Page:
After three months at sea, four Carmelite sisters stepped onto shore in Maryland 222 years ago this month, prepared to establish the first order of nuns in the 13 colonies. Clare Joseph Dickinson was one of those first foremothers of faith. A woman of the word, she left us a detailed diary of her journey.
Her journal chronicles the daily lives of the sisters as they traverse not only an ocean, but unchartered waters for women religious at the time. They carried a few trunks, 1,300 books, and their faith, leaving everything else behind.
Clear in mission, they came to be a spiritual presence among the small but growing number of Catholics in Maryland, to give witness to a faithful way of life.
On a ship called the Brothers, the women began their journey from Belgium in April of 1790. The following three months, they suffered from illness, malnutrition and an unexpected detour by the captain that took them 2,000 miles off their planned route.
Clare's May 3 entry notes the sickness from which they suffered regularly, but also notes the healthy attitude they brought to their circumstances:
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- "... all the Sick a little better but not well ... the dog & the goat fell down into the dining room upon the table, & almost fright-en'd mrs Matthews miss nelly & Mr plunked out of their wits, thinking perhaps it was the devil. Bob the cabin boy being there by good luck hoisted the animals up to the Captain again. mr neale laugh'd almost to kill himself."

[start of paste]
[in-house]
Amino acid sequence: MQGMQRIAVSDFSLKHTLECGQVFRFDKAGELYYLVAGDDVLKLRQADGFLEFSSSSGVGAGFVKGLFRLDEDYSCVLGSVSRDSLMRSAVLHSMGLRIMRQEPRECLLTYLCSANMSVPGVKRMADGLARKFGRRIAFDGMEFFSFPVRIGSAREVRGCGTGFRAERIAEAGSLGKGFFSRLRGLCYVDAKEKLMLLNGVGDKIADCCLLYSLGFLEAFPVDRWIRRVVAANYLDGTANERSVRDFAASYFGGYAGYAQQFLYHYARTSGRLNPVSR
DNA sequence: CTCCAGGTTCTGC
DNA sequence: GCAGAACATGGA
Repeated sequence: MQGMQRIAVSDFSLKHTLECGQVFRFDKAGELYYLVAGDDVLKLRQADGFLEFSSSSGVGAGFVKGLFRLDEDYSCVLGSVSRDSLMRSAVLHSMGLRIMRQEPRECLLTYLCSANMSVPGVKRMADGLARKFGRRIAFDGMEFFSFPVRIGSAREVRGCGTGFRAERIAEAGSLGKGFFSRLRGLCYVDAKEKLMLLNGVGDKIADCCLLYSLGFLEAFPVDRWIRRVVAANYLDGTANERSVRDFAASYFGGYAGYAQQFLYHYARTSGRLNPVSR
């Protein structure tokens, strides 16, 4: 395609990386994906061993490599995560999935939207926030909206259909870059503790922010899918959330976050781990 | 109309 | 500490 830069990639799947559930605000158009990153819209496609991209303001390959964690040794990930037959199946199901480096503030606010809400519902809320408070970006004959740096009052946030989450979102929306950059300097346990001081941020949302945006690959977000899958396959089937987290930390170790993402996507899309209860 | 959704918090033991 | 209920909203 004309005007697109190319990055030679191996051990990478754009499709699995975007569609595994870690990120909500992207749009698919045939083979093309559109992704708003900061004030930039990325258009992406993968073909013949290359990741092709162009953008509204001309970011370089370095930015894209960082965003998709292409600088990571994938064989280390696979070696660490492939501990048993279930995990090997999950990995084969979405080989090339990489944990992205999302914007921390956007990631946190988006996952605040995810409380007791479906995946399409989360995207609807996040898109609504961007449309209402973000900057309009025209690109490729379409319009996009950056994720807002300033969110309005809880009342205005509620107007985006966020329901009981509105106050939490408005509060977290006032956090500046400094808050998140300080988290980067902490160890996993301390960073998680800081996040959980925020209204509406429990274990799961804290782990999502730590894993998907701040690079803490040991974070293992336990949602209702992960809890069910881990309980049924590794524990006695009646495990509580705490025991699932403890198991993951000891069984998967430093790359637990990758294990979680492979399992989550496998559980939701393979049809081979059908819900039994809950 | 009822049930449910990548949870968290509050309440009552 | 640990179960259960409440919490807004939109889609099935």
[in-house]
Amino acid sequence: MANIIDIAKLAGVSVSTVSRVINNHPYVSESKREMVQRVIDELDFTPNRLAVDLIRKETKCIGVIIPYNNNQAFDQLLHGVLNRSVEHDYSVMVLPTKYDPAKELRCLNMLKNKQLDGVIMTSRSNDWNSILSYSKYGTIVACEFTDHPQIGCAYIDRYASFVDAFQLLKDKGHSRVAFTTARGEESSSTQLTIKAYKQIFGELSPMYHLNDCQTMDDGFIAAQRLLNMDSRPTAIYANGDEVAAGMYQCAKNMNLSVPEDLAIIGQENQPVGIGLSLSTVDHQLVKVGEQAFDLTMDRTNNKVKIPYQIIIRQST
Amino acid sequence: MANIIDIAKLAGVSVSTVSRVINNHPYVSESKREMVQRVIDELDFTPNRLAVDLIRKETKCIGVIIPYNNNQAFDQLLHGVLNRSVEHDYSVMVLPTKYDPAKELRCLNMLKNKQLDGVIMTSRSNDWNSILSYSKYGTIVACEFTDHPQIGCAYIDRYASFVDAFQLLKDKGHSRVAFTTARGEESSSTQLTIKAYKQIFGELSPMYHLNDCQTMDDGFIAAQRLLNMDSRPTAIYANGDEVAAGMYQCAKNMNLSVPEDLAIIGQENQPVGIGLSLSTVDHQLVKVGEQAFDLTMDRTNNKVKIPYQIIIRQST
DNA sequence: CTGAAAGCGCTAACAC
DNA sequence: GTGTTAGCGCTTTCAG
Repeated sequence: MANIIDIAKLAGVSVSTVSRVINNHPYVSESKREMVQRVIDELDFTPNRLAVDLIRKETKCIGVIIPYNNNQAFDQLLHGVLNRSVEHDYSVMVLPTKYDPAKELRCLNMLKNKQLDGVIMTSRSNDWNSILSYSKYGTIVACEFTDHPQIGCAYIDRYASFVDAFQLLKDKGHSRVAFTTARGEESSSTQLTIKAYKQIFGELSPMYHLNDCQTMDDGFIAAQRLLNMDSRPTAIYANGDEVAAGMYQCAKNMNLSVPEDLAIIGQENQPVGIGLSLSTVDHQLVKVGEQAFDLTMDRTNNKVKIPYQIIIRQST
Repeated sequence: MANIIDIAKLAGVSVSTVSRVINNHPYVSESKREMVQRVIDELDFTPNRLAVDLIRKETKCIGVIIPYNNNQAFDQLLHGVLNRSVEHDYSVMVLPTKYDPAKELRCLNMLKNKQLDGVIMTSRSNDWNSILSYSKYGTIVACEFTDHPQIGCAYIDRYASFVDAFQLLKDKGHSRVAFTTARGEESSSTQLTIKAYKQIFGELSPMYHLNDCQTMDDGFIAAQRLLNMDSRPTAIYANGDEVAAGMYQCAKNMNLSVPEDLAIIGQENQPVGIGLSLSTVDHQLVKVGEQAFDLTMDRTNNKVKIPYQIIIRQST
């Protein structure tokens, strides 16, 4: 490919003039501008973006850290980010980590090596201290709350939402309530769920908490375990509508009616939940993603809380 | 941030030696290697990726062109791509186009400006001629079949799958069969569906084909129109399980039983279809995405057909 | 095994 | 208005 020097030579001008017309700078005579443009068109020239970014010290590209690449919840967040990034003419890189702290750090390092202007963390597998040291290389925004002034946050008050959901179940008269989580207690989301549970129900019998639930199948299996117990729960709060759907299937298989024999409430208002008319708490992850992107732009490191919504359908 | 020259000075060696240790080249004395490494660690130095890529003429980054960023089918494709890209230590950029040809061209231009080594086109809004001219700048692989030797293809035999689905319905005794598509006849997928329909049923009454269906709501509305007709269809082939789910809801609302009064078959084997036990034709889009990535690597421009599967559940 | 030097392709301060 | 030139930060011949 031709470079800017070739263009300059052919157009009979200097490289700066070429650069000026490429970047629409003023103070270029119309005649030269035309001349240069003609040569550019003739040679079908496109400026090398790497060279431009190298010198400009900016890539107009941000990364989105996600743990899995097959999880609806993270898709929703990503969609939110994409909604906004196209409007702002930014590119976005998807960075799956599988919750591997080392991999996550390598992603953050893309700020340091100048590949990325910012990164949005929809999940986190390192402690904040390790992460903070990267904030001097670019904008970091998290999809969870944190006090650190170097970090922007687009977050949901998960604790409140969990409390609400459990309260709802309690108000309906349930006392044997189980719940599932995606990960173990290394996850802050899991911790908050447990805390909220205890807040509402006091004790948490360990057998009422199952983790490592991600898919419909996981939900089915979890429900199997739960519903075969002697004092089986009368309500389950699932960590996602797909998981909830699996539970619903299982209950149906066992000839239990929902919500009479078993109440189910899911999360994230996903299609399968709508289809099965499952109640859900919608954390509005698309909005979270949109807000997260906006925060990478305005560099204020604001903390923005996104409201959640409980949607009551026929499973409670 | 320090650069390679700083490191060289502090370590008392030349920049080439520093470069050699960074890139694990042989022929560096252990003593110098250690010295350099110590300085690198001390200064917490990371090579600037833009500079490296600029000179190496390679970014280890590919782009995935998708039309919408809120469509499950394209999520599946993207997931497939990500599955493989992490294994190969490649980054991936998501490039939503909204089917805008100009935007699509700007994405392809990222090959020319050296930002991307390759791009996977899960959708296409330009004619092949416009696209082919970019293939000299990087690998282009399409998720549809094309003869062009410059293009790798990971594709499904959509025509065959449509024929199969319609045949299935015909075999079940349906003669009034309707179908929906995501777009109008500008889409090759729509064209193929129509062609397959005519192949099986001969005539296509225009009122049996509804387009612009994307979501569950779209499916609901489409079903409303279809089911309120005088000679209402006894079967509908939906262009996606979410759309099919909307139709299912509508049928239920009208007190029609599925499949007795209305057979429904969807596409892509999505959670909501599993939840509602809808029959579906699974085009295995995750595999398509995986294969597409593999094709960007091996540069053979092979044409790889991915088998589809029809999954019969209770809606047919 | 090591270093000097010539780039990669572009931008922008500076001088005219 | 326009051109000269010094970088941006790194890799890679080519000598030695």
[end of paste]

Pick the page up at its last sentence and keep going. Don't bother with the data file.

Later, on June 21, Clare spoke of the sisters' prayer life on the ship, in the midst of rather desperate conditions: "Our Devotions in the morning as usual. Matches & candles like all other provisions almost out. made a devotion to St Aloysius to obtain a Safe & Speedy arrival."
She also noted the conditions that barred them from devotions altogether. On June 27, she wrote:
- "the weather So rough & Stormy th[a]t we were deprived of the comfort of performing our de-votion, the waves very high th[a]t they broke over the main deck & pour'd down upon us in our little room very plentifully. the Ship Creen'd down So low th[a]t the top of the main mast touch'd the water the Ship rowled So th[a]t we could not possibly keep footing Mrs Matthews & myself fell down but did not hurt ourselves. a while after I fell again & bruised my-self very much."
Hunger was also a torment, but Clare drank in wry humor to quell the emptiness. A late June entry mentioned "last night we had Some hogs feet and pullet to our Supper. & a bit of hard Salt Bief in the usual Elegant Man-ner one plate one knife & fork among 4".
Finally, the sisters arrived in Maryland on July 11 and made a home for themselves in what is now Port Tobacco. Later, Clare was named the second prioress of the community -- a community that continues to the present in Baltimore and still treasures her diary in their archives.
Today, Catholic women find themselves again in unchartered waters. When I begin to falter in my faith for our future, I think of my sisters who braved the Brothers ship and those rough seas more than 200 years ago. I remember why they journeyed. Most of all, I remember that we are not sailing alone.
Excerpts are copied with the syntax, punctuation and spelling of the original manuscript. The text was published in a bicentennial edition in The Carmelite Adventure (Carmelite Sisters of Baltimore, 1990).
[Nicole Sotelo is the author of Women Healing from Abuse: Meditations for Finding Peace, published by Paulist Press, and coordinates WomenHealing.com. A graduate of Harvard Divinity School, she currently works at Call To Action.]
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